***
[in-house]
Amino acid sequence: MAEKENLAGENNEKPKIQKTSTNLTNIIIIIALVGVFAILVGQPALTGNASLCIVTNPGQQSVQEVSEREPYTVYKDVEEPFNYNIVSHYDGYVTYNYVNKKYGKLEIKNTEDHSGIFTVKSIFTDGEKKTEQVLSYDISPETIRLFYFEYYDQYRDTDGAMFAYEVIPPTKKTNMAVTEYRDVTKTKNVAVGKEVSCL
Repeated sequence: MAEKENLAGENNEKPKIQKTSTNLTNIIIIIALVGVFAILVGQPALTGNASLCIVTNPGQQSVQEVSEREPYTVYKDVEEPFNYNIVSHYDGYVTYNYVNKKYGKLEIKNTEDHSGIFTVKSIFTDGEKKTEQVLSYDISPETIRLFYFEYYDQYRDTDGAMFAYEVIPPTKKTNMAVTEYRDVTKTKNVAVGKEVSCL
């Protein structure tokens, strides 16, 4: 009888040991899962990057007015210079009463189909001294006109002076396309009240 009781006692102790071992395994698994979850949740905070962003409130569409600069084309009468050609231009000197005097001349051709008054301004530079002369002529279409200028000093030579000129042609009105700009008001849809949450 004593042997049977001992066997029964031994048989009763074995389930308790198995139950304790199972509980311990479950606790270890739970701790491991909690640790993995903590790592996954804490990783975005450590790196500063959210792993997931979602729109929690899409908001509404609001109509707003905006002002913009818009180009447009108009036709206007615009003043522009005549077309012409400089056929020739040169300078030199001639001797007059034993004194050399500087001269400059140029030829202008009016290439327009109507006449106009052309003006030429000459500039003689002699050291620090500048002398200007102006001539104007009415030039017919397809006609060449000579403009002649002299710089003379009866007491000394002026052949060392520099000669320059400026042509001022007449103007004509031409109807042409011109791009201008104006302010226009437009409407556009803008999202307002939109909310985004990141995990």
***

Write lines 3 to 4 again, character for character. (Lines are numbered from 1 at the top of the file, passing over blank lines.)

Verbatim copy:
Repeated sequence: MAEKENLAGENNEKPKIQKTSTNLTNIIIIIALVGVFAILVGQPALTGNASLCIVTNPGQQSVQEVSEREPYTVYKDVEEPFNYNIVSHYDGYVTYNYVNKKYGKLEIKNTEDHSGIFTVKSIFTDGEKKTEQVLSYDISPETIRLFYFEYYDQYRDTDGAMFAYEVIPPTKKTNMAVTEYRDVTKTKNVAVGKEVSCL
């Protein structure tokens, strides 16, 4: 009888040991899962990057007015210079009463189909001294006109002076396309009240 009781006692102790071992395994698994979850949740905070962003409130569409600069084309009468050609231009000197005097001349051709008054301004530079002369002529279409200028000093030579000129042609009105700009008001849809949450 004593042997049977001992066997029964031994048989009763074995389930308790198995139950304790199972509980311990479950606790270890739970701790491991909690640790993995903590790592996954804490990783975005450590790196500063959210792993997931979602729109929690899409908001509404609001109509707003905006002002913009818009180009447009108009036709206007615009003043522009005549077309012409400089056929020739040169300078030199001639001797007059034993004194050399500087001269400059140029030829202008009016290439327009109507006449106009052309003006030429000459500039003689002699050291620090500048002398200007102006001539104007009415030039017919397809006609060449000579403009002649002299710089003379009866007491000394002026052949060392520099000669320059400026042509001022007449103007004509031409109807042409011109791009201008104006302010226009437009409407556009803008999202307002939109909310985004990141995990």